Samuel Anene Written by Samuel Anene · 1 min read >

The understanding of the topic coming from my university days seem to look very difficult and a bit confusing for me. Most time I approach the topic with a gabbage-in, gabbage-out approach without understanding the principles behind most of the calculations. I used to be concerned about the formulae without considering the applications of the calculations to real life situations. All that matters is cramming the formulars and download to solve statistical problems like the probability’s questions during the exam period. I virtually study for exam and not for application. This idea was totally discouraged as I encountered Dr. Bongo Adi, a well learned facilitators who understands students’ psychology to learning for examination purposes. Dr. changed my orientation as he approached the topic with intelligence and dexterity; keeping my focus on the application of the topic rather than learning to pour during the examination time. He did not outrightly condemn learning to pass but emphasized the need to understand the topic for application as managers who are meant to make business decisions and also make recommendations to the management whenever the need arises.

I honestly appreciate Dr. Bongo from the way he introduced the topic.  He started by looking at the following:

Objectives of Probabilities

  1. To obtain an understanding of the role probability information plays in the decision-making process.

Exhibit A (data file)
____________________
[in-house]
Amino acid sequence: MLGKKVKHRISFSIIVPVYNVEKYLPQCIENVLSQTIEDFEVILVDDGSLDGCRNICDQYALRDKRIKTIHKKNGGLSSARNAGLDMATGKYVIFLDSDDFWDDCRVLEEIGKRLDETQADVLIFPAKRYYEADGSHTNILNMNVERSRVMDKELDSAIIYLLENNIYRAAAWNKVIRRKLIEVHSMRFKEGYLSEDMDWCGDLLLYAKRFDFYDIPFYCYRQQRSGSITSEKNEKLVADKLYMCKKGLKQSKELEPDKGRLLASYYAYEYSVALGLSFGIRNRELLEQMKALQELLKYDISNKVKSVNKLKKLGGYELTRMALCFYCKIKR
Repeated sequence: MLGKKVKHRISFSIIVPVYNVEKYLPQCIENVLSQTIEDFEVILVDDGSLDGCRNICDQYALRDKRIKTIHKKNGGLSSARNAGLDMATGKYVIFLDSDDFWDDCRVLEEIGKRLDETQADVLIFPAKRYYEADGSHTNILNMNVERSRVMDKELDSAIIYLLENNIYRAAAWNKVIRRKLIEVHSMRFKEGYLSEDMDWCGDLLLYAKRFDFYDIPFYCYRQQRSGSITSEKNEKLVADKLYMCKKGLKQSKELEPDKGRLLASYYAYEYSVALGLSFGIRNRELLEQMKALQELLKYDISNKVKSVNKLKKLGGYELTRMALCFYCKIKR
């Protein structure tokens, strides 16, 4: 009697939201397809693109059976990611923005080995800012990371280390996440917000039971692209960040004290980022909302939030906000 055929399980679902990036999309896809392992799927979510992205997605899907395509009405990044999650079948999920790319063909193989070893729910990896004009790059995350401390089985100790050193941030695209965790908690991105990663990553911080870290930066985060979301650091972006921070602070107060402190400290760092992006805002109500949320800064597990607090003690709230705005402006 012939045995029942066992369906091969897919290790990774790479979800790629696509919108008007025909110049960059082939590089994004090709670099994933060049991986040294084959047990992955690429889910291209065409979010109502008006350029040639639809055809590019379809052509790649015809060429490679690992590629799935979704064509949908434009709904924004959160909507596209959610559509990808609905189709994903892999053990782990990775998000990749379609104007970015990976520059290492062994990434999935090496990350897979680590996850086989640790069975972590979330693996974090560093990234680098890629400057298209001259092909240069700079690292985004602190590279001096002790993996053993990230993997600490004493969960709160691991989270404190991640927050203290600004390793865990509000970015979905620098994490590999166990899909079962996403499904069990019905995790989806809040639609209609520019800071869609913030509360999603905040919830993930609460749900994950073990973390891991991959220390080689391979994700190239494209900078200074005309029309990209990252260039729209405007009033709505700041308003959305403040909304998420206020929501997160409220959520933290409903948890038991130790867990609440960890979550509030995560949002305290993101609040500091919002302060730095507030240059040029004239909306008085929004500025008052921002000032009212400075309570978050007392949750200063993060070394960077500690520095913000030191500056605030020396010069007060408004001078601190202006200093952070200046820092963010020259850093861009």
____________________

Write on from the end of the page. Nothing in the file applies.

2. Understand probability as a numerical measure of the likelihood of occurrence.
  3. Be able to use the three methods (classical, relative frequency, and subjective) commonly used for assigning probabilities and understand when they should be used.
  4. Be able to use the addition law and be able to compute the probabilities of events using conditional probability and the multiplication law.
  5. Be able to use new information to revise initial (prior) probability estimates using Bayes’ theorem.


He also looked at various terms in probabilities such as:

  • An experiment is any process that generates well[1] defined outcomes.
  • The sample space for an experiment is the set of all experimental outcomes.
  • An experimental outcome is also called a sample point.
  • An event is a collection of sample points. The probability of any event is equal to the sum of the probabilities of the sample points in the event. If we can identify all the sample points of an experiment and assign a probability to each, we can compute the probability of an event

Assigning Probabilities:

  1. The probability assigned to each experimental outcome must be between 0 and 1, inclusively.
  2. The sum of the probabilities for all experimental outcomes must equal 1.

Probability Methods:

  1. Classical Method – Assigning probabilities based on the assumption of equally likely outcomes. e.g rolling of a die
  2. Relative Frequency Method – Assigning probabilities based on experimentation or historical data
  3. Subjective Method – Assigning probabilities based on judgment

We shall stop at the probability methods and continue with some relationships with probabilities – Addition Law, Complements, Multiplication Laws and conditional probabilities law.


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